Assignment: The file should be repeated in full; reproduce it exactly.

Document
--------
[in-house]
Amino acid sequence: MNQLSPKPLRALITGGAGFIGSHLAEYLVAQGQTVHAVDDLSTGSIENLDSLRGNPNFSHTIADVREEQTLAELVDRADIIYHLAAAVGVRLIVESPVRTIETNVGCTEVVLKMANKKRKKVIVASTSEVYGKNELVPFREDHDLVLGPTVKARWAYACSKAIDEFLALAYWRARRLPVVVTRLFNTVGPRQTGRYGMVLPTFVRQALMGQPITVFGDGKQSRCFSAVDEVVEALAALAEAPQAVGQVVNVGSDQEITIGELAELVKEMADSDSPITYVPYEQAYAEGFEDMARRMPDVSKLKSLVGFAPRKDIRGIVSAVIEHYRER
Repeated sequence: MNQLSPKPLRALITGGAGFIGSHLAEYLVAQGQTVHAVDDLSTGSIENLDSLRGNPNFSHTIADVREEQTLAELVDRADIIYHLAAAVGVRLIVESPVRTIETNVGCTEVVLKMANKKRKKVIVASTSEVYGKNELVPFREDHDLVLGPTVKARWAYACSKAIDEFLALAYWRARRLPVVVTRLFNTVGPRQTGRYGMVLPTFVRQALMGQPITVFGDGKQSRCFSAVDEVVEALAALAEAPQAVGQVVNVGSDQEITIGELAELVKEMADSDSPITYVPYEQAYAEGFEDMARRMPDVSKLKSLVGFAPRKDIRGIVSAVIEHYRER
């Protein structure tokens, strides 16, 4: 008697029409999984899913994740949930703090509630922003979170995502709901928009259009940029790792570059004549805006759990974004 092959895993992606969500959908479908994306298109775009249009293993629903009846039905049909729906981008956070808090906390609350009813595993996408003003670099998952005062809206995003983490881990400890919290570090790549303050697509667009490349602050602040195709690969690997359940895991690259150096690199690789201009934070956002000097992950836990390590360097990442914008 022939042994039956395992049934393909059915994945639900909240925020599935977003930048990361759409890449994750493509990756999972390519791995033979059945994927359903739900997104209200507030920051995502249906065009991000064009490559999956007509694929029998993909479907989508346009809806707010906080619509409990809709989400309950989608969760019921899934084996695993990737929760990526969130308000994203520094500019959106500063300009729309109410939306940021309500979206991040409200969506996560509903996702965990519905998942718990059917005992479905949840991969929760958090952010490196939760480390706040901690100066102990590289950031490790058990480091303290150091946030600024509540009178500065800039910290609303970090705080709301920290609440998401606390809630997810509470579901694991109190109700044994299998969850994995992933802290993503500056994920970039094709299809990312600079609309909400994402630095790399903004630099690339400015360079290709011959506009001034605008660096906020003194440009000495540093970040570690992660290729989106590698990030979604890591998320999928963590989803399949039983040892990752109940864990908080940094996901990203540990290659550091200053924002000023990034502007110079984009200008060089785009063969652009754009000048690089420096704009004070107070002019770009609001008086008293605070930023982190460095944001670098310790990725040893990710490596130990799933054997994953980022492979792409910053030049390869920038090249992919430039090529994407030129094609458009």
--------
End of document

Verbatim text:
[in-house]
Amino acid sequence: MNQLSPKPLRALITGGAGFIGSHLAEYLVAQGQTVHAVDDLSTGSIENLDSLRGNPNFSHTIADVREEQTLAELVDRADIIYHLAAAVGVRLIVESPVRTIETNVGCTEVVLKMANKKRKKVIVASTSEVYGKNELVPFREDHDLVLGPTVKARWAYACSKAIDEFLALAYWRARRLPVVVTRLFNTVGPRQTGRYGMVLPTFVRQALMGQPITVFGDGKQSRCFSAVDEVVEALAALAEAPQAVGQVVNVGSDQEITIGELAELVKEMADSDSPITYVPYEQAYAEGFEDMARRMPDVSKLKSLVGFAPRKDIRGIVSAVIEHYRER
Repeated sequence: MNQLSPKPLRALITGGAGFIGSHLAEYLVAQGQTVHAVDDLSTGSIENLDSLRGNPNFSHTIADVREEQTLAELVDRADIIYHLAAAVGVRLIVESPVRTIETNVGCTEVVLKMANKKRKKVIVASTSEVYGKNELVPFREDHDLVLGPTVKARWAYACSKAIDEFLALAYWRARRLPVVVTRLFNTVGPRQTGRYGMVLPTFVRQALMGQPITVFGDGKQSRCFSAVDEVVEALAALAEAPQAVGQVVNVGSDQEITIGELAELVKEMADSDSPITYVPYEQAYAEGFEDMARRMPDVSKLKSLVGFAPRKDIRGIVSAVIEHYRER
């Protein structure tokens, strides 16, 4: 008697029409999984899913994740949930703090509630922003979170995502709901928009259009940029790792570059004549805006759990974004 092959895993992606969500959908479908994306298109775009249009293993629903009846039905049909729906981008956070808090906390609350009813595993996408003003670099998952005062809206995003983490881990400890919290570090790549303050697509667009490349602050602040195709690969690997359940895991690259150096690199690789201009934070956002000097992950836990390590360097990442914008 022939042994039956395992049934393909059915994945639900909240925020599935977003930048990361759409890449994750493509990756999972390519791995033979059945994927359903739900997104209200507030920051995502249906065009991000064009490559999956007509694929029998993909479907989508346009809806707010906080619509409990809709989400309950989608969760019921899934084996695993990737929760990526969130308000994203520094500019959106500063300009729309109410939306940021309500979206991040409200969506996560509903996702965990519905998942718990059917005992479905949840991969929760958090952010490196939760480390706040901690100066102990590289950031490790058990480091303290150091946030600024509540009178500065800039910290609303970090705080709301920290609440998401606390809630997810509470579901694991109190109700044994299998969850994995992933802290993503500056994920970039094709299809990312600079609309909400994402630095790399903004630099690339400015360079290709011959506009001034605008660096906020003194440009000495540093970040570690992660290729989106590698990030979604890591998320999928963590989803399949039983040892990752109940864990908080940094996901990203540990290659550091200053924002000023990034502007110079984009200008060089785009063969652009754009000048690089420096704009004070107070002019770009609001008086008293605070930023982190460095944001670098310790990725040893990710490596130990799933054997994953980022492979792409910053030049390869920038090249992919430039090529994407030129094609458009």